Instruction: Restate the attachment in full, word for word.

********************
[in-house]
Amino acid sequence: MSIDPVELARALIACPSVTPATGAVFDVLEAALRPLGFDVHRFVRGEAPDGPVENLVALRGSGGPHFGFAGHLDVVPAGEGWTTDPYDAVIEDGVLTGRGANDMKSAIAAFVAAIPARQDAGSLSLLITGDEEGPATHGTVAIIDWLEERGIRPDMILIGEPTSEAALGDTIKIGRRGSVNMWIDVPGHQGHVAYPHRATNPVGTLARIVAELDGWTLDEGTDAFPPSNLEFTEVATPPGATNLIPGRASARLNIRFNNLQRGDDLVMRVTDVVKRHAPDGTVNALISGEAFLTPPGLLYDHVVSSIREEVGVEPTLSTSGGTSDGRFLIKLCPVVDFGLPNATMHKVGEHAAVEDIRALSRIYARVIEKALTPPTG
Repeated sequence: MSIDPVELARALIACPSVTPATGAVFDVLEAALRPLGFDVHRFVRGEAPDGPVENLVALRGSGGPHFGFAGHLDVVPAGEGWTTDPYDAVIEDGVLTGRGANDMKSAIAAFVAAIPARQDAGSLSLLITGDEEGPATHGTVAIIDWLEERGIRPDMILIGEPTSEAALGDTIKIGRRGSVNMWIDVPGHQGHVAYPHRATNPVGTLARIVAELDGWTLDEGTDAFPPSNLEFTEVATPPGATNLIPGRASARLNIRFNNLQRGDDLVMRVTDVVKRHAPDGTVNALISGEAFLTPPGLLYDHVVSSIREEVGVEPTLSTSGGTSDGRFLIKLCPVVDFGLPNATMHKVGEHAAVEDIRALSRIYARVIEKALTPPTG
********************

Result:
[in-house]
Amino acid sequence: MSIDPVELARALIACPSVTPATGAVFDVLEAALRPLGFDVHRFVRGEAPDGPVENLVALRGSGGPHFGFAGHLDVVPAGEGWTTDPYDAVIEDGVLTGRGANDMKSAIAAFVAAIPARQDAGSLSLLITGDEEGPATHGTVAIIDWLEERGIRPDMILIGEPTSEAALGDTIKIGRRGSVNMWIDVPGHQGHVAYPHRATNPVGTLARIVAELDGWTLDEGTDAFPPSNLEFTEVATPPGATNLIPGRASARLNIRFNNLQRGDDLVMRVTDVVKRHAPDGTVNALISGEAFLTPPGLLYDHVVSSIREEVGVEPTLSTSGGTSDGRFLIKLCPVVDFGLPNATMHKVGEHAAVEDIRALSRIYARVIEKALTPPTG
Repeated sequence: MSIDPVELARALIACPSVTPATGAVFDVLEAALRPLGFDVHRFVRGEAPDGPVENLVALRGSGGPHFGFAGHLDVVPAGEGWTTDPYDAVIEDGVLTGRGANDMKSAIAAFVAAIPARQDAGSLSLLITGDEEGPATHGTVAIIDWLEERGIRPDMILIGEPTSEAALGDTIKIGRRGSVNMWIDVPGHQGHVAYPHRATNPVGTLARIVAELDGWTLDEGTDAFPPSNLEFTEVATPPGATNLIPGRASARLNIRFNNLQRGDDLVMRVTDVVKRHAPDGTVNALISGEAFLTPPGLLYDHVVSSIREEVGVEPTLSTSGGTSDGRFLIKLCPVVDFGLPNATMHKVGEHAAVEDIRALSRIYARVIEKALTPPTG